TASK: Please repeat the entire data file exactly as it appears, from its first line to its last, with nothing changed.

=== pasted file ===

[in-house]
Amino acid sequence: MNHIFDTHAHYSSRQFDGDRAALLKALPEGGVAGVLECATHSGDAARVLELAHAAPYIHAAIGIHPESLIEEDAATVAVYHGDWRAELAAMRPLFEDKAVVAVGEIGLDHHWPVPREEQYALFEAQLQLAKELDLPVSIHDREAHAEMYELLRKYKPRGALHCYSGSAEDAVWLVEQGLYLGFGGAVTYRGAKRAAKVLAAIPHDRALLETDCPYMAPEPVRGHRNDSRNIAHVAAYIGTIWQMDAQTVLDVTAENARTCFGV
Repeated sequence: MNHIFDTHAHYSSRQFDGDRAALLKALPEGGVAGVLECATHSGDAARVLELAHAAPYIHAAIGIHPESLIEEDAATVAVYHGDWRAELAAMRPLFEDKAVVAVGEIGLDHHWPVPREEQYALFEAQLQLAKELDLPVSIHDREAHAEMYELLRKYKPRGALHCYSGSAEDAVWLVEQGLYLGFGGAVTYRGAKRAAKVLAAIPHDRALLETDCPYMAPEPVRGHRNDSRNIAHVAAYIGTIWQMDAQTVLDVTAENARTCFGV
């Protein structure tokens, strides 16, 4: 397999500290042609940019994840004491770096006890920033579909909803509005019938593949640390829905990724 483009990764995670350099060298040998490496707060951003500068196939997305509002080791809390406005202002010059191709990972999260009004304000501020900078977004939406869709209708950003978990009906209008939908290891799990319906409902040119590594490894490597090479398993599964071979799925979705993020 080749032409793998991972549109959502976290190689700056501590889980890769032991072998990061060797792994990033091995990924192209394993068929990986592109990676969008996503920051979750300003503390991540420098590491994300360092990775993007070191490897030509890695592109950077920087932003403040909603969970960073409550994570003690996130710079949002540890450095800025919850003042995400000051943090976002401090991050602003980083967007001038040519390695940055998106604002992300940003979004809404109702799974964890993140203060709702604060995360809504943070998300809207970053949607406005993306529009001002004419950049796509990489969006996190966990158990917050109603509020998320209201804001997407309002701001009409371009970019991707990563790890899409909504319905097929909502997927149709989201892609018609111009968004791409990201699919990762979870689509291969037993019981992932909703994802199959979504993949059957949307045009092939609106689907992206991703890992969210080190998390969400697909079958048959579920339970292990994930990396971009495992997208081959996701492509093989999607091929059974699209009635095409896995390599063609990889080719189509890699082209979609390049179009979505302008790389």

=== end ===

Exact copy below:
[in-house]
Amino acid sequence: MNHIFDTHAHYSSRQFDGDRAALLKALPEGGVAGVLECATHSGDAARVLELAHAAPYIHAAIGIHPESLIEEDAATVAVYHGDWRAELAAMRPLFEDKAVVAVGEIGLDHHWPVPREEQYALFEAQLQLAKELDLPVSIHDREAHAEMYELLRKYKPRGALHCYSGSAEDAVWLVEQGLYLGFGGAVTYRGAKRAAKVLAAIPHDRALLETDCPYMAPEPVRGHRNDSRNIAHVAAYIGTIWQMDAQTVLDVTAENARTCFGV
Repeated sequence: MNHIFDTHAHYSSRQFDGDRAALLKALPEGGVAGVLECATHSGDAARVLELAHAAPYIHAAIGIHPESLIEEDAATVAVYHGDWRAELAAMRPLFEDKAVVAVGEIGLDHHWPVPREEQYALFEAQLQLAKELDLPVSIHDREAHAEMYELLRKYKPRGALHCYSGSAEDAVWLVEQGLYLGFGGAVTYRGAKRAAKVLAAIPHDRALLETDCPYMAPEPVRGHRNDSRNIAHVAAYIGTIWQMDAQTVLDVTAENARTCFGV
């Protein structure tokens, strides 16, 4: 397999500290042609940019994840004491770096006890920033579909909803509005019938593949640390829905990724 483009990764995670350099060298040998490496707060951003500068196939997305509002080791809390406005202002010059191709990972999260009004304000501020900078977004939406869709209708950003978990009906209008939908290891799990319906409902040119590594490894490597090479398993599964071979799925979705993020 080749032409793998991972549109959502976290190689700056501590889980890769032991072998990061060797792994990033091995990924192209394993068929990986592109990676969008996503920051979750300003503390991540420098590491994300360092990775993007070191490897030509890695592109950077920087932003403040909603969970960073409550994570003690996130710079949002540890450095800025919850003042995400000051943090976002401090991050602003980083967007001038040519390695940055998106604002992300940003979004809404109702799974964890993140203060709702604060995360809504943070998300809207970053949607406005993306529009001002004419950049796509990489969006996190966990158990917050109603509020998320209201804001997407309002701001009409371009970019991707990563790890899409909504319905097929909502997927149709989201892609018609111009968004791409990201699919990762979870689509291969037993019981992932909703994802199959979504993949059957949307045009092939609106689907992206991703890992969210080190998390969400697909079958048959579920339970292990994930990396971009495992997208081959996701492509093989999607091929059974699209009635095409896995390599063609990889080719189509890699082209979609390049179009979505302008790389």